Editor’s Note: Christina Kahrl is a sportswriter and editor for ESPN.com, and a member of the Baseball Writers Association of America as well as the first trans* woman voted into its ranks. She writes this Front Row post about an historic weekend that saw her balance a heavy workload and several requests to discuss Bruce Jenner.
The news that former Olympic champion Bruce Jenner had come out as a transgender woman, announced on ABC on Friday night in a two-hour interview with Diane Sawyer, captured the attention of nearly 17 million viewers, and resonated broadly with fans on ESPN.com, as well. I’m proud to say that the ESPN Digital editorial team, with deputy editor Joy Russo on point, did a superb job on providing coverage where it was relevant for us to do so.
Conversations begun in February led to our generating a suite of reactions: Jim Caple delivered a great exercise in allyship that captured the importance of why Jenner’s is ultimately a sports story. I provided my own reaction column talking about the power of sports to create a conversation, and we also saw a thoughtful bit of number-crunching by our friends at FiveThirtyEight.
But what do you get if you drop that major news event into the middle of one ESPN employee’s commitments to baseball in the middle of the regular season? Scheduling mayhem, because even knowing what I’d be watching and working on Friday night had to be wedged in between baseball.
The night before the Jenner broadcast had me at U.S. Cellular to talk to several Kansas City Royals about Lorenzo Cain’s hot start, something that seems to have carried over from the center fielder’s big performance last October. This is for a feature I’d pitched to my teammates in the baseball group the day before, one scheduled to run on ESPN.com on Wednesday. While I spoke to [manager] Ned Yost, [hitting coach] Dale Sveum and [first baseman] Eric Hosmer, Cain spent a big chunk of time in the batting cages, and he asked if we could put off our interview until first thing Saturday. No problem, I was scheduled to work Saturday.
But on Thursday, thirteen innings and one bench-clearing brawl later, [ESPN Chicago’s] Doug Padilla and I had all sorts of things to write about off that game, and coordinating what we’d get done with fellow editor Joe Breeze and the Baseball Tonight team was fun and productive, but it meant a late night for all of us.
So the Jenner announcement breaks, and predictably enough, I received a number of media requests for Saturday and Sunday. Piece of cake. . .except that with a storm rolling in, a little after 9 a.m. Saturday, I was halfway to the ballpark when I got an email that the Sox-Royals game was being called. No Cain interview on Saturday.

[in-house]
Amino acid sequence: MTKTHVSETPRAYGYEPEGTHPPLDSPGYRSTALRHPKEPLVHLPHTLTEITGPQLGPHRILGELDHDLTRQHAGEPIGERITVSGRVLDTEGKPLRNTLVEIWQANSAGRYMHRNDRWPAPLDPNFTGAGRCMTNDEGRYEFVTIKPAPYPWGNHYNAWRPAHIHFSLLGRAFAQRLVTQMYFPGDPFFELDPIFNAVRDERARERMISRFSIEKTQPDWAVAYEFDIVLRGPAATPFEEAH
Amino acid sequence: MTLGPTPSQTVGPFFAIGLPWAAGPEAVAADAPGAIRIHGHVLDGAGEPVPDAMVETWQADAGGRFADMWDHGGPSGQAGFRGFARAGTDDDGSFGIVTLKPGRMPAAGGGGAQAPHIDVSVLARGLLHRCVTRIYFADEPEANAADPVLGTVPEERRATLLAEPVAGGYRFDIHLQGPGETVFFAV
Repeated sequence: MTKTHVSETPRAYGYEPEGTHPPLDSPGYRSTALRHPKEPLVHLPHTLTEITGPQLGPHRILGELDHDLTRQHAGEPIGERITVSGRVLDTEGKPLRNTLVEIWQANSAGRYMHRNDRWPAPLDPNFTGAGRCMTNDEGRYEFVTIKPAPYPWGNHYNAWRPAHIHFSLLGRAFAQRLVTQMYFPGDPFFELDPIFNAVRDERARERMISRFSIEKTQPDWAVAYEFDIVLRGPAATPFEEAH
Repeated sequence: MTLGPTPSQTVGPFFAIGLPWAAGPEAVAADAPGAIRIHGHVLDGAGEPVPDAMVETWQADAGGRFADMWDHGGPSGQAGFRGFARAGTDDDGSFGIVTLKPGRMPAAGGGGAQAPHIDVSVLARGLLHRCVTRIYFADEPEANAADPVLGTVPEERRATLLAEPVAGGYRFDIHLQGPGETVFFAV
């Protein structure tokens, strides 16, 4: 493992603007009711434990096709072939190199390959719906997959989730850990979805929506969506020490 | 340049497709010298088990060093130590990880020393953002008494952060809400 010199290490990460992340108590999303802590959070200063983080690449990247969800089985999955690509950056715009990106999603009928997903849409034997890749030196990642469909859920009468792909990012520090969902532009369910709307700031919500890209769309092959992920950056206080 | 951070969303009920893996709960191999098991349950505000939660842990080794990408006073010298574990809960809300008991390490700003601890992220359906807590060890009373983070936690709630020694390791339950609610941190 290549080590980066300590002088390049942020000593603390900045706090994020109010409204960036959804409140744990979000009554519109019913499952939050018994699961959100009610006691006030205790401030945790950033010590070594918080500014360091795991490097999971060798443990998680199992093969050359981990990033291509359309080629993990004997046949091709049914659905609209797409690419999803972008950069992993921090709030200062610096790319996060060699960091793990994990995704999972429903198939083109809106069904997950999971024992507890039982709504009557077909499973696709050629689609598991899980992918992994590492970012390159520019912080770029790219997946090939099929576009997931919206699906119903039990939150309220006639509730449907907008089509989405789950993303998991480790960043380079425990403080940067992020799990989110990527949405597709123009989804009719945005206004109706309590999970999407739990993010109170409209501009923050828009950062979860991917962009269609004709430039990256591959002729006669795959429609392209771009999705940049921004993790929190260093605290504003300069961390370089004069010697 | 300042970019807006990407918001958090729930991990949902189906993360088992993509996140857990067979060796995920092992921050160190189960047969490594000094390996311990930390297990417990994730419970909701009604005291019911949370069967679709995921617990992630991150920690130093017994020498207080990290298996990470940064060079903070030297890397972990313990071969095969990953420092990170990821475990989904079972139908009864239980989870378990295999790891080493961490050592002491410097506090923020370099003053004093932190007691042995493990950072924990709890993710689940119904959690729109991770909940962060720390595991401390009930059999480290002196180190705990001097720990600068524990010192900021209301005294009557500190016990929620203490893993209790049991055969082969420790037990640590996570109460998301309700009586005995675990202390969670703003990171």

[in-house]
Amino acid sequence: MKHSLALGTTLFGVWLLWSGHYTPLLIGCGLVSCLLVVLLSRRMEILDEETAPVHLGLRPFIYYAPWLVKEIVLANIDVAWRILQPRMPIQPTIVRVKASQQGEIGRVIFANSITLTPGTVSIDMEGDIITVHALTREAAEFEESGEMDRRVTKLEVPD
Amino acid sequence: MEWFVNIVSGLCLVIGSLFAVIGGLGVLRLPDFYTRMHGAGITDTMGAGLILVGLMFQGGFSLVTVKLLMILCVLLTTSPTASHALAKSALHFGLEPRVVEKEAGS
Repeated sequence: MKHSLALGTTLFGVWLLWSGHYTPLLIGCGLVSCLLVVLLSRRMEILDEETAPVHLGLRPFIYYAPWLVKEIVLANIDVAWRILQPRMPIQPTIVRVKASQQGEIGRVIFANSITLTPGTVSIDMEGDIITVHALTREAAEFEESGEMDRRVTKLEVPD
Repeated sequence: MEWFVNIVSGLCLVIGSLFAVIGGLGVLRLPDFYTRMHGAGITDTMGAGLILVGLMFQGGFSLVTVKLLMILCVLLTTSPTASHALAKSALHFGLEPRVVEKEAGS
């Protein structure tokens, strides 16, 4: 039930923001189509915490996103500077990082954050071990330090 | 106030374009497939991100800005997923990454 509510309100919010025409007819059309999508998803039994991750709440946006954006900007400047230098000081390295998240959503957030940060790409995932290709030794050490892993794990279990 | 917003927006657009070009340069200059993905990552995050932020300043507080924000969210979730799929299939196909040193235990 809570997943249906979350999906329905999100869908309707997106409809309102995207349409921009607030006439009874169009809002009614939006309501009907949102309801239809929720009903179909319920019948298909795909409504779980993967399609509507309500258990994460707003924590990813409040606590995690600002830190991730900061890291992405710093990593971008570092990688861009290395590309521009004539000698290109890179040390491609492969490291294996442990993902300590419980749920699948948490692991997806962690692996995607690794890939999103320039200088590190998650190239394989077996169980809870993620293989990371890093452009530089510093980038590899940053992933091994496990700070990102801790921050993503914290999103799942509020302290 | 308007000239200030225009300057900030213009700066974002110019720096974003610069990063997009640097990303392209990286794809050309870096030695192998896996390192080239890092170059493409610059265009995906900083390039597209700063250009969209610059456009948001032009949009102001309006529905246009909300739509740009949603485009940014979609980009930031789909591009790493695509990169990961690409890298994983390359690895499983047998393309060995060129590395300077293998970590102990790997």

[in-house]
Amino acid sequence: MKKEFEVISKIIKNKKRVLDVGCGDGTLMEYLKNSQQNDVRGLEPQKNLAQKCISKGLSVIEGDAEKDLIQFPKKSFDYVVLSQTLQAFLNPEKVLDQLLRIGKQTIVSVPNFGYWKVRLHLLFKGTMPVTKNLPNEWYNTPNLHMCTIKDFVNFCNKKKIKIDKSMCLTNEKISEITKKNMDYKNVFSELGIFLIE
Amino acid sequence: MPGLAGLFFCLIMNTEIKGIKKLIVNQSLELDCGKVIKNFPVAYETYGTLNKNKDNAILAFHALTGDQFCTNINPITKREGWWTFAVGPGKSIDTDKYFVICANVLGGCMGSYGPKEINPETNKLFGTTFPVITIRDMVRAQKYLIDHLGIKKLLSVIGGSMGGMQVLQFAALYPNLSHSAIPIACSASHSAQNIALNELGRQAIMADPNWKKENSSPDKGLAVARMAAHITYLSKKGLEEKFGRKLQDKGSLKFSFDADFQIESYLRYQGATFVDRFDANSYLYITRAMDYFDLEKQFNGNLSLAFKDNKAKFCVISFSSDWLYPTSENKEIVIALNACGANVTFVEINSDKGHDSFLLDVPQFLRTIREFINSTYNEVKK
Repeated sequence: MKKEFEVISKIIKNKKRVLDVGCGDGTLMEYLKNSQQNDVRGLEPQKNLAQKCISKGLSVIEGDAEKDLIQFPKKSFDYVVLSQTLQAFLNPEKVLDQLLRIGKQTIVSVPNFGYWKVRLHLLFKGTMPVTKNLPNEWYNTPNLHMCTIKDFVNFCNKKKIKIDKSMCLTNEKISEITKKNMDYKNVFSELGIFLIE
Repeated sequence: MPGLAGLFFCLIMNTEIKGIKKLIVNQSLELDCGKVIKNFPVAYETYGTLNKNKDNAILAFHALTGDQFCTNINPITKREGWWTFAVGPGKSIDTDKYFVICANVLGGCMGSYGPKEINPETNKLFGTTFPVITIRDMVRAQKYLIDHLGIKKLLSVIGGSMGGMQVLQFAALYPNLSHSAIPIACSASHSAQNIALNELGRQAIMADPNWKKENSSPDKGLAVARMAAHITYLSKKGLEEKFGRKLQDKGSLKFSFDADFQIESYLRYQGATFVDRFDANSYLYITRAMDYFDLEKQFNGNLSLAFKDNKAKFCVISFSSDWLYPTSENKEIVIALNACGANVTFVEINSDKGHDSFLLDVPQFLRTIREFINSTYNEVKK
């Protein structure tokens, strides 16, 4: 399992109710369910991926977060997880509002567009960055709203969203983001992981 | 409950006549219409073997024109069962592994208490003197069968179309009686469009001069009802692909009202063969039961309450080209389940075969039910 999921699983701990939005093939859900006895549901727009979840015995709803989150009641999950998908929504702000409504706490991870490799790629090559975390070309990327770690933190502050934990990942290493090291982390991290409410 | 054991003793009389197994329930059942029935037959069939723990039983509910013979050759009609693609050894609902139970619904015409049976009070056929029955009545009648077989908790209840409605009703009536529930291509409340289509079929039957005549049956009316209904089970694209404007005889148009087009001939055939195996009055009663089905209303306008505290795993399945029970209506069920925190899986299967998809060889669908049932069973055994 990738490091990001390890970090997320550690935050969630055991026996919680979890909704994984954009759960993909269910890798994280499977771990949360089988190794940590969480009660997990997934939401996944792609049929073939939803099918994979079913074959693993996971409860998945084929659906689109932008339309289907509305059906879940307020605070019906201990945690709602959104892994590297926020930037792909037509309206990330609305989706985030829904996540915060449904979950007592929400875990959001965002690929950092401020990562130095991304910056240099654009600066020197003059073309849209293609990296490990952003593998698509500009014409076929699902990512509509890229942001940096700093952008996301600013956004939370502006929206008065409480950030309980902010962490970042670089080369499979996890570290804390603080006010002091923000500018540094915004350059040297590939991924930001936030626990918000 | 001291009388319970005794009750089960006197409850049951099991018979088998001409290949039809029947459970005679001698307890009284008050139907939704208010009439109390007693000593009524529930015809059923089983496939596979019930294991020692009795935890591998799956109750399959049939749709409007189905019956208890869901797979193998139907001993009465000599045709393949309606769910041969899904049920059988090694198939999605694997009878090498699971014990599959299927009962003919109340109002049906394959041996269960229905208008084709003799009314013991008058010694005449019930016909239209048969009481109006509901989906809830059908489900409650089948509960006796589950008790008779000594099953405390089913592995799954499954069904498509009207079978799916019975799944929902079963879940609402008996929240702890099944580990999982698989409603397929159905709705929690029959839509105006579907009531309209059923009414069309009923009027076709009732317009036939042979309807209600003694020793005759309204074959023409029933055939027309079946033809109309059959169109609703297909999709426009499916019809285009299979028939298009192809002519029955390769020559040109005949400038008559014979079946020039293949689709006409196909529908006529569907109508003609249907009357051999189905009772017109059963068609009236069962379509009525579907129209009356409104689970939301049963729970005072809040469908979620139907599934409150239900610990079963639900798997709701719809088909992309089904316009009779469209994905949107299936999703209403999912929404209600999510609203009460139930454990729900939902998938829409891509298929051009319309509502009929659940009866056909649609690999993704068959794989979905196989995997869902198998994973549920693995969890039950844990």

I was scheduled to work on the editorial side Sunday night, which would allow me to still talk to Cain before the game Sunday morning, do a Jenner radio hit on Sirius XM, and still squeeze in brunch with my wife Charley. No problem!
Enter CNN, asking if I’m willing to join Brian Stelter on Sunday’s “Reliable Sources” to talk about the Jenner interview and its significance. Well, of course I am, and after I get a green light from my ESPN bosses, I’m good to go. . . except CNN wants me to do it from their Chicago studio. During the window for my Cain interview. So I explain to them that I’m not giving up the key piece to my story to help them with theirs, nothing personal. They say they’ll send a car, but the timing’s too tight. So they say they’ll send a truck to the stadium. I can interview Lorenzo Cain sometime between 9:20 a.m. (when the clubhouse opens) and 10 a.m., then run out to the parking lot for my CNN appearance at 10:15. No problem!
Sunday comes. Problem: The Royals’ doors don’t open until 9:40. And Cain is nowhere to be seen. And the CNN truck hasn’t gotten in touch. And I’m getting worried texts from the CNN producer. And now it’s 10. I tell the PR folks from the Royals that I’ll be back by 10:30, and if Cain shows up, can they hold him for me? They say they will.
I run out to the parking lot, find the truck, mic up and. . . I can barely hear a word Stelter is saying through the earpiece, even with the volume jacked up. Remembering my ESPN training, I smile, say things that need saying concisely, un-mic, race back through stadium security again, back to the Royals clubhouse, and. . . shazam, finally, Lorenzo Cain is right there, finishing breakfast, big as life. We retreat to the dugout and he gives me 10 minutes about hitting and playing the game that captures why he’s a player who hasn’t just relied on his talent, he’s applied his strongest tool of all, his brain, to the mastery of his craft. It’s everything I wanted, needed and just got.
There aren’t many times when there’s overlap between my personal experiences and my career, let alone occasions when I have to try juggling both. I’m a sportswriter, and I won’t sacrifice that. But is it worth fighting for? I suppose it depends what you’re asking about, talking about my fellow transgender Americans when asked or talking about baseball all day every day. Because either way, the answer is ‘yes’.